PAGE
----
“according to the abundance of his steadfast love.”
As the Sisters leave us I wonder if we are not experiencing another type of famine – a more subtle one but nonetheless a famine in our society and our culture today. When the Sisters arrived here they set to work and valiantly tried to relieve the hardship of as many families as possible. They paid special attention to the visitation of the sick and the poor in their homes. The world in which they first worked in the Diocese is described so well in Chapter 10 of the wonderful history of our Diocese – The Faith Journey of the Déise People by Msgr. Michael Olden, to whom we send our greetings.
We hear so much today about evangelisation. The word itself is quite abstract and has perhaps lost the flavour of its Greek root – namely “good news”. The idea is captured in Luke’s Gospel “you are witnesses of these things” (Luke 24:48). What does it mean to be a witness? I am witness not simply if I see something, or know something. I am a witness only if I put into action what I know and have seen. This is what the Sisters have been doing throughout all those years, calling on God to bless their work as we pray in the psalm:
To you they cried, and were saved;
in you they trusted, and were not put to shame.
I am reminded of the first letter of St. John which we are following in the readings for Mass in these days after Christmas. St. John writes:
“That which was from the beginning, which we have heard, which we have seen with our eyes, which we have looked upon and touched with our hands, concerning the word of life – the life which was made manifest, we saw it and we testify to it, and proclaim to you the eternal life which was with the Father and was made manifest to us – that which we have seen and heard we proclaim also to you”. (1 John 1:1-3).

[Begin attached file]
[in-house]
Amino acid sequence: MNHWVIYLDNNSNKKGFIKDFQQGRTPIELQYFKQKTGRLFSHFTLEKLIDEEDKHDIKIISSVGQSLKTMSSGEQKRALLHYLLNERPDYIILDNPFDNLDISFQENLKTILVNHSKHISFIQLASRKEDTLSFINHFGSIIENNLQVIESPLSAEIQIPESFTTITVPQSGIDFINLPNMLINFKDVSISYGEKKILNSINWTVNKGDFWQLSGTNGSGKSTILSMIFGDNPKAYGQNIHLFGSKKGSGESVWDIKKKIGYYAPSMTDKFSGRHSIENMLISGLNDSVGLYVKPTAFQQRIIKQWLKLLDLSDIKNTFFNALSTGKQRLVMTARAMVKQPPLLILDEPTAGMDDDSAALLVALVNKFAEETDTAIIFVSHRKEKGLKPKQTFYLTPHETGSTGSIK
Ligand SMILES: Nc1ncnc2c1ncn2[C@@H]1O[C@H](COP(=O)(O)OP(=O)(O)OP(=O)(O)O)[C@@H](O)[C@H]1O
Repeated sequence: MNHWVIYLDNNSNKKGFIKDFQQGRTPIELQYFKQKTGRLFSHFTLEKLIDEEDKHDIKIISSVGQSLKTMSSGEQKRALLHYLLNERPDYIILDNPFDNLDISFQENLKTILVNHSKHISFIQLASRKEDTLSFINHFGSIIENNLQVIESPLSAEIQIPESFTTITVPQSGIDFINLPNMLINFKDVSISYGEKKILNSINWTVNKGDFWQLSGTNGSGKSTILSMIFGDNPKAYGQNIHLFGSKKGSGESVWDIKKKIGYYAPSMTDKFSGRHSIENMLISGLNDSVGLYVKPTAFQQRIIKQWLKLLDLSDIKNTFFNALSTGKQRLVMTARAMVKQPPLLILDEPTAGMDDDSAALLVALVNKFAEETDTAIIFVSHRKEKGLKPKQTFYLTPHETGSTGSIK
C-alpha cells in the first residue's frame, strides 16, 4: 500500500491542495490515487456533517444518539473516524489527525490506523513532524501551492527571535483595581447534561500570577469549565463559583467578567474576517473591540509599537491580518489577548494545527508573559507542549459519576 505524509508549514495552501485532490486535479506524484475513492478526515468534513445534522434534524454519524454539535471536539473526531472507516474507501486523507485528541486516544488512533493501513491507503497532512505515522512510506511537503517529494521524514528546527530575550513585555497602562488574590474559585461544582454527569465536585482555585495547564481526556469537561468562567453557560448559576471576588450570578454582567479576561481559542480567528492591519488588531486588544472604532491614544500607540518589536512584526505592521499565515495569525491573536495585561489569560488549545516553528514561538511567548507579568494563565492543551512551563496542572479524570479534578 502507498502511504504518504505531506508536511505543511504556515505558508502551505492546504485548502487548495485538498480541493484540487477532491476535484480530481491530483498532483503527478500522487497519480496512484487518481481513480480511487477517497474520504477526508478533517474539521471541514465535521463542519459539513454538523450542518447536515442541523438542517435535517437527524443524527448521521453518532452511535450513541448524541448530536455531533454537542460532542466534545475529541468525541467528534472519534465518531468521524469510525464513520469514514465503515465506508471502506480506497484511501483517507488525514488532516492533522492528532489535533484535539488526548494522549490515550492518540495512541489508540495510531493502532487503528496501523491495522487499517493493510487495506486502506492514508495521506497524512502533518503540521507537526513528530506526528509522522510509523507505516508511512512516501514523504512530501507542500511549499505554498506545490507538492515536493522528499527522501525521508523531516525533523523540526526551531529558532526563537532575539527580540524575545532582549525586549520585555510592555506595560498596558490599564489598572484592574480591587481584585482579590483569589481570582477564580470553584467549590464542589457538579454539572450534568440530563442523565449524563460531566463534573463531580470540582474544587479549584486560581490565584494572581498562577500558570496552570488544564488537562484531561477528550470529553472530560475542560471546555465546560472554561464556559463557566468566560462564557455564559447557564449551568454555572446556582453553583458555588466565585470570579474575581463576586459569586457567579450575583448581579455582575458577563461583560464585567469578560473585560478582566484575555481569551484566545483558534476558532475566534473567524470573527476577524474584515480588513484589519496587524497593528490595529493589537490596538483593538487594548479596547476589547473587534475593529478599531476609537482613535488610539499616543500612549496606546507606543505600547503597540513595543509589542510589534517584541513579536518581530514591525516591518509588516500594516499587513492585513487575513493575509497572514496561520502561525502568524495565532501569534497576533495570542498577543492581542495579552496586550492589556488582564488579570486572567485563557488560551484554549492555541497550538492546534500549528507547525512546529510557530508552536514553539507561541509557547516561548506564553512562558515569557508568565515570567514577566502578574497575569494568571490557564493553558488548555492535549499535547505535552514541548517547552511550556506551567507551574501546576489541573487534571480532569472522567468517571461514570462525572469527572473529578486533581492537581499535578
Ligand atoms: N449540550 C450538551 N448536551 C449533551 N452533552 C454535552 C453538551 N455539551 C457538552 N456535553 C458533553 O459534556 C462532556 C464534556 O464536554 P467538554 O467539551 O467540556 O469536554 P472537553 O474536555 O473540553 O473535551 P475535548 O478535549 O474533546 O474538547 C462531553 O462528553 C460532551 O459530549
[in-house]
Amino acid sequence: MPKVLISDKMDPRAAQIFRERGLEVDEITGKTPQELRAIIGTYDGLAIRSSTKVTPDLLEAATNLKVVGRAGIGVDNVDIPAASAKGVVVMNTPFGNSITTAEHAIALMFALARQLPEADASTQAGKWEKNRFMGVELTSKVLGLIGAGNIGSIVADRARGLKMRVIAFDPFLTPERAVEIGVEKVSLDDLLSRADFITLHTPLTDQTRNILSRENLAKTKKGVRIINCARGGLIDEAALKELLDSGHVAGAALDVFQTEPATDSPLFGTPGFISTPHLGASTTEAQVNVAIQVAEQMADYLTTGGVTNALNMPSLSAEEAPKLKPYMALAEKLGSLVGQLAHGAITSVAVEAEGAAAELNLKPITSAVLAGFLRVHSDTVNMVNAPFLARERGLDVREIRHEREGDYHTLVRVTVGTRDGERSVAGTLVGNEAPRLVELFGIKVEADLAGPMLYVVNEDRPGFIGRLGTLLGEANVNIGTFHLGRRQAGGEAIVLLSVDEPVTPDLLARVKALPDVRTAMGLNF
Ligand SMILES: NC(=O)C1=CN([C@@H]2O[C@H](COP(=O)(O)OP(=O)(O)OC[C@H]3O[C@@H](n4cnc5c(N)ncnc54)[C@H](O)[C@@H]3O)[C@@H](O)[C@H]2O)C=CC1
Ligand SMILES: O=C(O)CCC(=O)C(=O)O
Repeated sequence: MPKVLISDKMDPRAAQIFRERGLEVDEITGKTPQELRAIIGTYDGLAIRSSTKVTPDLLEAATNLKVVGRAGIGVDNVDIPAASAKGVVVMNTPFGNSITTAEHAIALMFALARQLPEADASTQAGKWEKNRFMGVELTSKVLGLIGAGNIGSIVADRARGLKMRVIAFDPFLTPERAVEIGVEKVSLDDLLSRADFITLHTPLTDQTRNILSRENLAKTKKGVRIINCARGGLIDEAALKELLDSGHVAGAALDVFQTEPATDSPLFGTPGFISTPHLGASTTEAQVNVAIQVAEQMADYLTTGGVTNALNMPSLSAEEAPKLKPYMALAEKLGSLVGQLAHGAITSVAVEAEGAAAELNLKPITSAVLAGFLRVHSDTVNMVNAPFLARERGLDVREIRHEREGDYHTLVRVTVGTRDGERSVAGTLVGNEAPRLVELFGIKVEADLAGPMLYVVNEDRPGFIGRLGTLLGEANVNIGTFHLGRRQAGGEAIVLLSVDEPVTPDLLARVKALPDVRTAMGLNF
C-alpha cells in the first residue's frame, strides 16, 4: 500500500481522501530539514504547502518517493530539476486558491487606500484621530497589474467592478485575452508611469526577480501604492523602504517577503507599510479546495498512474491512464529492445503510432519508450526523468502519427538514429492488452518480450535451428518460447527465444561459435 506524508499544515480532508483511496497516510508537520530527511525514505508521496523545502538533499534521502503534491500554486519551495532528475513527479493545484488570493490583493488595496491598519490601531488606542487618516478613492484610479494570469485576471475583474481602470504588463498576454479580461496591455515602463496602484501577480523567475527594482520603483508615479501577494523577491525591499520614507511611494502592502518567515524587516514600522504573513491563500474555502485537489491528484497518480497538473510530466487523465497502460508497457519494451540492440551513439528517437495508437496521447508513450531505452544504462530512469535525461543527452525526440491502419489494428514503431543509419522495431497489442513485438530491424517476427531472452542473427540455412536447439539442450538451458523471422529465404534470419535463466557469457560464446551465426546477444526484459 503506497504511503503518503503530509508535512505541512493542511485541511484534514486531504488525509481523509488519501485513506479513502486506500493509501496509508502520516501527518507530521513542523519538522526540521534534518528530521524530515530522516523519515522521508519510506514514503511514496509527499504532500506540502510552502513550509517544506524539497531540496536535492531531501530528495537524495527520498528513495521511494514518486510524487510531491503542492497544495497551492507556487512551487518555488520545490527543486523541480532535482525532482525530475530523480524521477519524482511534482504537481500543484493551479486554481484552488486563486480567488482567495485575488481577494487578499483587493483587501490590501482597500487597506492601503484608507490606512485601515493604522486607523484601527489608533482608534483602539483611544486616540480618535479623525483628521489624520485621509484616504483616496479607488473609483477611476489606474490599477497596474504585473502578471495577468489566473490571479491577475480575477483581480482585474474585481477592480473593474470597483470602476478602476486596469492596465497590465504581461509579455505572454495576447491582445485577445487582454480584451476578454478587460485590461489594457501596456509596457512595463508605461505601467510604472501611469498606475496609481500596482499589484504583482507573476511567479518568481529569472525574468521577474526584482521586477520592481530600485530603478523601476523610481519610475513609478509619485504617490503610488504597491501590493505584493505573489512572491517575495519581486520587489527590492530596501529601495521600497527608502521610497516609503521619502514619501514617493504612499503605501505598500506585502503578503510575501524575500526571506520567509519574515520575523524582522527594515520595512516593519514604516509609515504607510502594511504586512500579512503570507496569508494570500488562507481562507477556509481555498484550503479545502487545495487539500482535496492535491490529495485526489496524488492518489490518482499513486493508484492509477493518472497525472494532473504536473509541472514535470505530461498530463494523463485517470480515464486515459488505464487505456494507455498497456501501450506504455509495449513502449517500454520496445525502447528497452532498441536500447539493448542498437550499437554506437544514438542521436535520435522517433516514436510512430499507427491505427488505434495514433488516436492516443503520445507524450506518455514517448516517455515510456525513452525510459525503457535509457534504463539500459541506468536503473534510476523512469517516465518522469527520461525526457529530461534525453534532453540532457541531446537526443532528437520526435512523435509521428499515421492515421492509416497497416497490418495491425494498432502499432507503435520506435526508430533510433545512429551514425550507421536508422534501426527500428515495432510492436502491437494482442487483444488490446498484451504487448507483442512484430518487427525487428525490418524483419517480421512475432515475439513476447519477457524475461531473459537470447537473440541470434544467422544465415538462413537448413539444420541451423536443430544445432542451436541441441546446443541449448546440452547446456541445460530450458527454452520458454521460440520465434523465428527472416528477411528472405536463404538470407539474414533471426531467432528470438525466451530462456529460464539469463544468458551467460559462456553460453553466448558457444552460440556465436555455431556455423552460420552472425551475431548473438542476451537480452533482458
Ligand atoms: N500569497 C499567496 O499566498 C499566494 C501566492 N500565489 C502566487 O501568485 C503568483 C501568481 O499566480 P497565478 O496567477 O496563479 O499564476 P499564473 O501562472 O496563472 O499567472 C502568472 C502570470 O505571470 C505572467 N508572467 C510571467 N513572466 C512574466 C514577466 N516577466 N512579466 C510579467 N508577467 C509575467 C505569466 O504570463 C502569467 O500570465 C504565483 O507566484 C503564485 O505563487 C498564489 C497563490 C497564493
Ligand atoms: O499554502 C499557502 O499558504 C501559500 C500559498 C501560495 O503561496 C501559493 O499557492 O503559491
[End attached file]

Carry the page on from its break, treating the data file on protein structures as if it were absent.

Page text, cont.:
Being a witness is to put flesh on those words by putting them into action. The Sisters have testified to all outside of their walls to what they have seen and heard and touched. They have moved hearts because being in contact with the Lord, they have been fired by his presence and have experienced his presence in themselves, and in the Eucharist which is central to their lives. For over a century and a half the people of this town have been moved by their faith.
Education has been synonymous with the Sisters of charity as well as healthcare. Their contribution in this is monumental and something which those who speak and write about education and healthcare today might well research if they wish to get an informed view. Generations of children of the Tramore area received an education which enabled them to take their place in societies here in Ireland or across the world. Here they became convinced of the value of education, developed skills and acquired family values which would enable them to become mothers and fathers of tomorrow, responsible for building the society of the future. This was all part of the outlook of the Sisters and their ministry.
The Sisters who responded to the challenge were big-hearted indeed. They confronted the harsh world and they did so with the physical, intellectual and above all spiritual tenacity which produced results. The price was one which they paid in terms of hard work and endless worry. And so the cross was there too and the cross is part of your coat of arms chosen by Mary Aikenhead. They worked quietly. How apt the Gospel for today, where these words of Jesus are recorded:“I thank you, Father, Lord of heaven and earth, because you have hidden these things from the wise and the intelligent and have revealed them to mere children.”
Bishop Alphonsus Cullinan
January 8th 2021